Coffee Guide: Heart Coffee Roasters

Heart Coffee Roaster Portland

Heart Coffee Roasters. Photos ©Tim Roth, Pupil Photo

Things you don’t need to know about Heart Coffee Roasters but I’m going to tell you anyway: Owner Wille Yli-Luoma is Finnish, and he’s a well-regarded pro-snowboarder. Why does this matter? It adds to the distinctive personality that is Heart Coffee. He has a Finnish sensibility around nature and science, combined with a professional sportsman’s intensity.

“I don’t believe in iced coffee,” Yli-Luoma says to me immediately when I ask if he is planning anything iced for the summer. Then he goes on to tell me iced coffee – including the popular toddy and cold brew drip processes – ruins the oils and does not bring out the delicate flavors and aromas found in good roasts. He’s adamant that his coffee is treated more like tea, gently, and with a ritualistic precision, in both roasting and beverage making.

Yli-Luoma works carefully with the beans in each batch, keeping the flavors more on the juice and berry side, and adjusting accordingly. This brings out nuances other roasters would be wise to think about, but are sometimes an acquired taste. Heart is of the lighter roast school which isn’t everyone’s cup of amber, but certainly has its fans for a more delicate coffee tasting experience. The New York Times called Heart “…advanced coffee…”

Heart Coffee Roasters Portland Interior

Heart’s approach is obsessive, but this obsession does produce an outstanding product that is often both complex and more accessible than some other “rougher” roasts. To me, Heart’s roasts are more floral, delicate and layered than some others in town. Four roasts are usually available at any given time, along with a decaf roast. On their website, Heart sticks to the basic facts of each coffee, listing location, farm, altitude, varietal, and processing. The product descriptions are one line and to the point. Under Rwanda Coko for example, it simply just states, “Cherry, hibiscus, milk chocolate”, while a batch of Guatemala El Limonar reads, “Milk chocolate, peach, lemon, honey”. No thesis statements or marketing spin here.

Yli-Luoma is less a mystic and more into the science, botany, and art of coffee. He’s entirely friendly and accessible, and was more than willing to share his knowledge and spend an enormous amount of time chatting with me, even though I showed up at the café unannounced. He clearly loves what he does.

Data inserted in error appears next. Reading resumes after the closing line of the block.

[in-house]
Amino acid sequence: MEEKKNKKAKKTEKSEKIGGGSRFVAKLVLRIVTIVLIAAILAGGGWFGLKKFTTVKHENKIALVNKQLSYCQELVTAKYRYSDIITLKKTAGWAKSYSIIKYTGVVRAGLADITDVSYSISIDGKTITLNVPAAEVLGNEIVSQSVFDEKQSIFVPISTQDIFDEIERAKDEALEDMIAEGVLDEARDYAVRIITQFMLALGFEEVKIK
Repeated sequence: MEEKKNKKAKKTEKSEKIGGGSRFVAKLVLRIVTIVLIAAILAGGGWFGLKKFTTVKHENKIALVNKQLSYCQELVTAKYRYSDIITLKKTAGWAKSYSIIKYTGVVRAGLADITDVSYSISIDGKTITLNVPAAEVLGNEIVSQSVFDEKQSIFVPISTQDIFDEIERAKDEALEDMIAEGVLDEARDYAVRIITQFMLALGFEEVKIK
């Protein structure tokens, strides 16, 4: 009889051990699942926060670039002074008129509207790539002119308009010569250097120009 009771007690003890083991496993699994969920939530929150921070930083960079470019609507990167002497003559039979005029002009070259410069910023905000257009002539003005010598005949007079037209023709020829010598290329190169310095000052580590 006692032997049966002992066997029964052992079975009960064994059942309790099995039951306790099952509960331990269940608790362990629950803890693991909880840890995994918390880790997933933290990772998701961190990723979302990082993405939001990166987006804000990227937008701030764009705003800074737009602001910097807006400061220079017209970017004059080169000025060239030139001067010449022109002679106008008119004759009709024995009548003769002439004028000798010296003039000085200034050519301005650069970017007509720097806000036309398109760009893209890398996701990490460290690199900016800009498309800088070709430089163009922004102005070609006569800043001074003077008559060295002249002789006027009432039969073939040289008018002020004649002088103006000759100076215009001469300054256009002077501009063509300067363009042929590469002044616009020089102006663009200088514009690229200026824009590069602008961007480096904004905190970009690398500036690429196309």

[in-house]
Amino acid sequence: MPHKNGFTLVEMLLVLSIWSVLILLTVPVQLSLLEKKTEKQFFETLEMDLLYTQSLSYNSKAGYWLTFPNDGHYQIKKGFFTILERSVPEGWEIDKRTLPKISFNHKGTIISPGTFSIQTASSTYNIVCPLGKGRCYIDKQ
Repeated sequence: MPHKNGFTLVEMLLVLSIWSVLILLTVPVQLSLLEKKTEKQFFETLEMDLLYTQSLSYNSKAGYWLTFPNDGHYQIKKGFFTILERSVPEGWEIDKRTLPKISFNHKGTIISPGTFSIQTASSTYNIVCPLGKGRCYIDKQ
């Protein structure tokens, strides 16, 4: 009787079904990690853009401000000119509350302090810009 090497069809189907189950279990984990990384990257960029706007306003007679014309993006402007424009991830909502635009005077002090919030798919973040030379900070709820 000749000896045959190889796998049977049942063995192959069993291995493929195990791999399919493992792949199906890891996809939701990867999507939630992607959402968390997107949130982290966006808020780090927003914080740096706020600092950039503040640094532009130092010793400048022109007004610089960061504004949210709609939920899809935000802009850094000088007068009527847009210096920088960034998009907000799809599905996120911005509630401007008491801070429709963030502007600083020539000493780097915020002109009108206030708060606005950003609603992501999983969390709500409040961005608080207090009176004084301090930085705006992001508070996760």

The café itself is austere but comfortable. I’d call it Scandinavian Zen, although it does have seating, WiFi, teas, cookies or toast, and all the other café comforts. But still, the coffee is the focus here, with the roaster itself taking center stage in the middle of the café.  And yes, Coffee is available by the siphon method. Just don’t ask for iced coffee.

Heart is sold at their roastery/café, a few local cafes such as Red E on N. Killingsworth, a handful of restaurants, and on their website. A second small café is now open within West End Bikes on 11th and SW Stark.

I like Heart because of their distinctive personality and balance between art and science. They are pushing the envelope and challenging consumers to taste and experience coffee in new ways, putting it all together to make a consistently stellar product.


Your thoughts are welcome

  1. ej says

    I appreciated the review, thank you!

    But, I can’t leave without commenting about one small detail of the piece:

    Wille Yli-Luoma may well have a Scandinavian sensibility (as might a person of any nationality or ethnicity), but if he is a Finn he is probably not a Scandinavian himself, as the author implies. “Scandinavian” is a term used to describe the peoples and languages of Norway, Sweden, and Denmark. Finland is not part of Scandinavia, and the Finnish language is unrelated to the Scandinavian languages. (Though there are many Finns who are ethnically Swedish, which complicates this whole matter!)

    I mention this only to help clarify a muddy issue that is often confused — I definitely don’t intend the author to feel harshly corrected or criticized.

    Thanks again for the review!

  2. James says

    you’re right when you say it’s not for everyone. i am definitely not a fan of most of their coffees. the space is too sterile for me. feels like i am sitting in IKEA.

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